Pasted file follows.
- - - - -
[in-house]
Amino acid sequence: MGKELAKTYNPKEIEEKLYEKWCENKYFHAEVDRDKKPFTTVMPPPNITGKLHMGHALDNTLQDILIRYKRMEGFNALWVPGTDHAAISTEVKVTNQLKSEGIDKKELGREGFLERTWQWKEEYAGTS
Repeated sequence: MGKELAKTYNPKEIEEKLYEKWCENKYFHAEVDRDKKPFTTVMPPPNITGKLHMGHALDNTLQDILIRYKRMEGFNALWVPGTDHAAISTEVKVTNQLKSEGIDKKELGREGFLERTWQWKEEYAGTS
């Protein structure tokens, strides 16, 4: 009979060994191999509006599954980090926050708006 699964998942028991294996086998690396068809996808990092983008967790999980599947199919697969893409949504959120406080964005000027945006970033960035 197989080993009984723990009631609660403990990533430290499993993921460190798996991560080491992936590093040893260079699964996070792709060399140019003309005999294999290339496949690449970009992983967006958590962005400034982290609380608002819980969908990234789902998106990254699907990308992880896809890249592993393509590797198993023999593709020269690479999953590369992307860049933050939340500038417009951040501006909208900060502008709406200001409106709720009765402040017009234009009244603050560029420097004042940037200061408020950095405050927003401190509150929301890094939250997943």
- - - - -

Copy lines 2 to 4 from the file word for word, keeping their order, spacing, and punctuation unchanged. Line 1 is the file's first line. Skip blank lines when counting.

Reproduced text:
Amino acid sequence: MGKELAKTYNPKEIEEKLYEKWCENKYFHAEVDRDKKPFTTVMPPPNITGKLHMGHALDNTLQDILIRYKRMEGFNALWVPGTDHAAISTEVKVTNQLKSEGIDKKELGREGFLERTWQWKEEYAGTS
Repeated sequence: MGKELAKTYNPKEIEEKLYEKWCENKYFHAEVDRDKKPFTTVMPPPNITGKLHMGHALDNTLQDILIRYKRMEGFNALWVPGTDHAAISTEVKVTNQLKSEGIDKKELGREGFLERTWQWKEEYAGTS
């Protein structure tokens, strides 16, 4: 009979060994191999509006599954980090926050708006 699964998942028991294996086998690396068809996808990092983008967790999980599947199919697969893409949504959120406080964005000027945006970033960035 197989080993009984723990009631609660403990990533430290499993993921460190798996991560080491992936590093040893260079699964996070792709060399140019003309005999294999290339496949690449970009992983967006958590962005400034982290609380608002819980969908990234789902998106990254699907990308992880896809890249592993393509590797198993023999593709020269690479999953590369992307860049933050939340500038417009951040501006909208900060502008709406200001409106709720009765402040017009234009009244603050560029420097004042940037200061408020950095405050927003401190509150929301890094939250997943």